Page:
Woodland groundcover ID?

PaulNS(NS zone 6a)September 24, 2005

Does anybody know what this is? It carpets the ground, putting roots down at the leaf nodes, and has 4-5" flower stems with tiny pale purple flowers. The leaves are opposite, the stems are not square so i assume it's not in the mint family. It grows in the dappled shade of trees beside our new garden and is quite pretty but I am wondering if it's invasive.

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vbain

Does it have 4 petals?
May be in the veronica family

    Bookmark   September 29, 2005 at 8:22PM
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PaulNS(NS zone 6a)

That is what I thought too. Here's a comparison (creeping veronica on the left). C V's flowers are on a stem (peduncle?) - one difference. Seems to me also that veronica's petals are of equal size while the woodland one has three petals the same, the bottom one longer, like a violet. And veronica blooms here in late spring while this one is just finished blooming.

    Bookmark   October 5, 2005 at 12:04PM
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naranja(z8 OR)

I got chills when I saw this photo! (and excellent photo, by the way.) Just became a member in order to respond to this, as this weed has been bugging me so much lately. YES, it is invasive. It's taken over almost my entire lawn, popping up everywhere - that "rooting at the nodes" thing? - that allows it to grow under the grass without being noticed, in a full sun place. I go to pull it where I see a couple leaves, and 4square foot and a half hour later I've got a huge bag full of those stems. I keep forgetting to bring a sample of it with me for a nursery to ID, but will remember and will post back here. but from seeing the difference in our "lawn" (admittedly not the golf-course style) between last year and this year, I would rip this stuff out pronto. We've got at least 10 times more of this weed within a single year, and that's just from what I can see. It's a STEALTHY and strong-willed weed. when we find out what it is, you've got to submit your photo to the main weed sites that talk about it. haven't yet found any photo that resembles this weed. please let me know if you've already ID'd it.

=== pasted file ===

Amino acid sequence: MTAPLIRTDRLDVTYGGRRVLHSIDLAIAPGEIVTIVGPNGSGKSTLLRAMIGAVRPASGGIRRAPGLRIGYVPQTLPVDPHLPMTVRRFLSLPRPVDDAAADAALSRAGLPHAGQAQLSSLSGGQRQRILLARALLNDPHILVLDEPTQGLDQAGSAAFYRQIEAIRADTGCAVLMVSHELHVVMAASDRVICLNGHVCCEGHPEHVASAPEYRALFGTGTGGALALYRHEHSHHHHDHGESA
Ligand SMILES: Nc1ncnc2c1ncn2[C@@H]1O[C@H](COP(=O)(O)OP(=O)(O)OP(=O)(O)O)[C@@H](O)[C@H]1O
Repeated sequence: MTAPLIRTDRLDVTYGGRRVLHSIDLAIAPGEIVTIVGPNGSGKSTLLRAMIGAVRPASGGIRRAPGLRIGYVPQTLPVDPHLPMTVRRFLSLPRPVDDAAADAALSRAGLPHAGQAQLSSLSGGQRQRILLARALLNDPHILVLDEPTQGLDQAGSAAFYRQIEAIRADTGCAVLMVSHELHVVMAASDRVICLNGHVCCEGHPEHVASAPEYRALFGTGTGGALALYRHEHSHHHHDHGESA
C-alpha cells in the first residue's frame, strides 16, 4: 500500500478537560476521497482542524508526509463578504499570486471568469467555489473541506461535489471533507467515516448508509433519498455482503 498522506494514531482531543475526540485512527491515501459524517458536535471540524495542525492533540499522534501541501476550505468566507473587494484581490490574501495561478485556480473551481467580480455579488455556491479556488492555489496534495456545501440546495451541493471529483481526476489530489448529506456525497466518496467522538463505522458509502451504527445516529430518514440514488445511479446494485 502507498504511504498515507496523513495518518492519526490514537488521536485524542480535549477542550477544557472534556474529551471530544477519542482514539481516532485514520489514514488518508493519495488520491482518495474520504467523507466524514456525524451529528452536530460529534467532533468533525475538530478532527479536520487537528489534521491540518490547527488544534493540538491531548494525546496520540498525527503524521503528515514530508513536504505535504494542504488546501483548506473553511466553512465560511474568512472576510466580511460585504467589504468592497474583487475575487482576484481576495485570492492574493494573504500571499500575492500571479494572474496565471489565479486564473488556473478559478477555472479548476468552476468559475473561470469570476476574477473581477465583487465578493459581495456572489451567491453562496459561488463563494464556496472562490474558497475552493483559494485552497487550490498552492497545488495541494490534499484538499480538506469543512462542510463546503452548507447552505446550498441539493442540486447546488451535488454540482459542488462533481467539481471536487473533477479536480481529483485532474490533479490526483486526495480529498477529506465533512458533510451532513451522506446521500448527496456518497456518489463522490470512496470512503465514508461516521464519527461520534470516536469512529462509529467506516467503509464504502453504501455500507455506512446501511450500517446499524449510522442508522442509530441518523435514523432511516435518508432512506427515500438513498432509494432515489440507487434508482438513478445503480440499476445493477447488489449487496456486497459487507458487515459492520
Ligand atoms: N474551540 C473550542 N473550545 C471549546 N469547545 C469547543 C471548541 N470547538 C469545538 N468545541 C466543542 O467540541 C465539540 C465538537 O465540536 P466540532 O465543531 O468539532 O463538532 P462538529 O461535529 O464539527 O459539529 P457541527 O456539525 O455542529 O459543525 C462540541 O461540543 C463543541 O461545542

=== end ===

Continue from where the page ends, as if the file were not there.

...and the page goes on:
Bookmark   October 29, 2005 at 12:46AM
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PaulNS(NS zone 6a)

Well thanks naranja - the wonders of scanning. But really - yikes. Maybe it's more invasive in your zone than ours - I hear morning glories and other species that are hard or impossible to overwinter here can be invasive there. Can you tell I'm worried now.

Looking at the bottom photo I'm struck again by the resemblance to creeping veronica. Wish I could find a site that had photos of this - I've googled groundcovers, woodland, native, veronica, and variations thereon without luck.

Let me know if you find anything out from the nursery.

    Bookmark   October 29, 2005 at 7:50PM
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windchime(z6a NJ)

I am pretty sure it is a veronica. I did a quick google search, and found Thymeleaf speedwell, Veronica serpyllifolia. The leaves are different, as they are not serrated, but the flowers appear to be the same. This one may not be it, but keep searching, because it is a Veronia species. I just don't know exactly which one.

Here is a link that might be useful: Veronica serpyllifolia image search

    Bookmark   December 28, 2005 at 12:02AM
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dayleann(z4 VT)

The perennial and invasive "wild" morning glory weed is not the same as the tender morning glories that we grow as ornamentals. It is the notorious bindweed that binds mowers and covers entire sheds and fences-- the northern version of kudzu. But there is no worry about planting ornamental morning glory. What a loss that would be.

Naranja, I wonder if what you have is what we call Gill-on-the-ground here (Glechoma hederacea, also known as creeping charlie and ground ivy, but so are many other plants). It looks very similar to creeping veronica, but has more rounded leaves and a sort of minty smell when crushed. It is hideously invasive and does love to take over lawns and other open places.

I agree with others, though that Paul's plant is probably some variety of creeping Veronica. Bloom time can vary. It also can be a pest in the wrong place, as it also spreads by underground runners, but not as invasive as Gill-on-the-ground. Creeping veronica prefers woodland and shade. Gill-on-the-ground will grow in shade, but much prefers sun.

Dayle Ann

    Bookmark   January 23, 2006 at 8:07PM
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